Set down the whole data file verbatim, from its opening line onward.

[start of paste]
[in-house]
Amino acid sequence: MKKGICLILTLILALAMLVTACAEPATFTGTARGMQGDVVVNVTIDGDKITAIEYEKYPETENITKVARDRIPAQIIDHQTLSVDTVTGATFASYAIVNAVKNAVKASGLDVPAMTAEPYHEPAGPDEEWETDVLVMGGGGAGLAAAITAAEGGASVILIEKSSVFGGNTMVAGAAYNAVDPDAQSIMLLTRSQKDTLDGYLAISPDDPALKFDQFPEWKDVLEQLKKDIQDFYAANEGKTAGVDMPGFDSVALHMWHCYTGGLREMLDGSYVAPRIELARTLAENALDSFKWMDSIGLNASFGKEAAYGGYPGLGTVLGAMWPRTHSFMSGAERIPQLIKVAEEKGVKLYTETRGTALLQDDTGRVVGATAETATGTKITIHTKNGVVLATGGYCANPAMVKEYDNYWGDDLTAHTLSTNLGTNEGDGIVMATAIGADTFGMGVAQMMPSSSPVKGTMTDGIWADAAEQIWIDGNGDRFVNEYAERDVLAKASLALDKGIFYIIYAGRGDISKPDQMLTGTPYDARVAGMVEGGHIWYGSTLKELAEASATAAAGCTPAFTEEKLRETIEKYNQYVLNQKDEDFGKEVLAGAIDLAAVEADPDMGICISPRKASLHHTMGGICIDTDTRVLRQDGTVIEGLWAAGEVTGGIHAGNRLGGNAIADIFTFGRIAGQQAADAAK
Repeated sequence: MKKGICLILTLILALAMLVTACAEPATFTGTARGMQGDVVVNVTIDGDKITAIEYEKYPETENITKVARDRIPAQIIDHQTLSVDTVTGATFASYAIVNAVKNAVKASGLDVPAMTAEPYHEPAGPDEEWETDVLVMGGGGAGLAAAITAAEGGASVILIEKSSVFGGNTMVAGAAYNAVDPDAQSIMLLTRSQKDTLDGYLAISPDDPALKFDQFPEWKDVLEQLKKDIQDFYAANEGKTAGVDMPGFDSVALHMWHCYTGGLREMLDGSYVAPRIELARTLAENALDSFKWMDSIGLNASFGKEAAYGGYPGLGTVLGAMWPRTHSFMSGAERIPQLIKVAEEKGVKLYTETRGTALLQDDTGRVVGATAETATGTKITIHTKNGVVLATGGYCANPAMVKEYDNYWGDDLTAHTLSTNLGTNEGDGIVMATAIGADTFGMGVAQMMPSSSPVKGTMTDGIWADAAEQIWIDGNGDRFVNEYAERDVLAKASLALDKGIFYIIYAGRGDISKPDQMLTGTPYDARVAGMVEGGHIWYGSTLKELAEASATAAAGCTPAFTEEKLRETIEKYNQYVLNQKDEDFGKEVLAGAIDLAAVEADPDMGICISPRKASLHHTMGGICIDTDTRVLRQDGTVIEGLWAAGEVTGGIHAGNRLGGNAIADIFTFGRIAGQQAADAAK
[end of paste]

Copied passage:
[in-house]
Amino acid sequence: MKKGICLILTLILALAMLVTACAEPATFTGTARGMQGDVVVNVTIDGDKITAIEYEKYPETENITKVARDRIPAQIIDHQTLSVDTVTGATFASYAIVNAVKNAVKASGLDVPAMTAEPYHEPAGPDEEWETDVLVMGGGGAGLAAAITAAEGGASVILIEKSSVFGGNTMVAGAAYNAVDPDAQSIMLLTRSQKDTLDGYLAISPDDPALKFDQFPEWKDVLEQLKKDIQDFYAANEGKTAGVDMPGFDSVALHMWHCYTGGLREMLDGSYVAPRIELARTLAENALDSFKWMDSIGLNASFGKEAAYGGYPGLGTVLGAMWPRTHSFMSGAERIPQLIKVAEEKGVKLYTETRGTALLQDDTGRVVGATAETATGTKITIHTKNGVVLATGGYCANPAMVKEYDNYWGDDLTAHTLSTNLGTNEGDGIVMATAIGADTFGMGVAQMMPSSSPVKGTMTDGIWADAAEQIWIDGNGDRFVNEYAERDVLAKASLALDKGIFYIIYAGRGDISKPDQMLTGTPYDARVAGMVEGGHIWYGSTLKELAEASATAAAGCTPAFTEEKLRETIEKYNQYVLNQKDEDFGKEVLAGAIDLAAVEADPDMGICISPRKASLHHTMGGICIDTDTRVLRQDGTVIEGLWAAGEVTGGIHAGNRLGGNAIADIFTFGRIAGQQAADAAK
Repeated sequence: MKKGICLILTLILALAMLVTACAEPATFTGTARGMQGDVVVNVTIDGDKITAIEYEKYPETENITKVARDRIPAQIIDHQTLSVDTVTGATFASYAIVNAVKNAVKASGLDVPAMTAEPYHEPAGPDEEWETDVLVMGGGGAGLAAAITAAEGGASVILIEKSSVFGGNTMVAGAAYNAVDPDAQSIMLLTRSQKDTLDGYLAISPDDPALKFDQFPEWKDVLEQLKKDIQDFYAANEGKTAGVDMPGFDSVALHMWHCYTGGLREMLDGSYVAPRIELARTLAENALDSFKWMDSIGLNASFGKEAAYGGYPGLGTVLGAMWPRTHSFMSGAERIPQLIKVAEEKGVKLYTETRGTALLQDDTGRVVGATAETATGTKITIHTKNGVVLATGGYCANPAMVKEYDNYWGDDLTAHTLSTNLGTNEGDGIVMATAIGADTFGMGVAQMMPSSSPVKGTMTDGIWADAAEQIWIDGNGDRFVNEYAERDVLAKASLALDKGIFYIIYAGRGDISKPDQMLTGTPYDARVAGMVEGGHIWYGSTLKELAEASATAAAGCTPAFTEEKLRETIEKYNQYVLNQKDEDFGKEVLAGAIDLAAVEADPDMGICISPRKASLHHTMGGICIDTDTRVLRQDGTVIEGLWAAGEVTGGIHAGNRLGGNAIADIFTFGRIAGQQAADAAK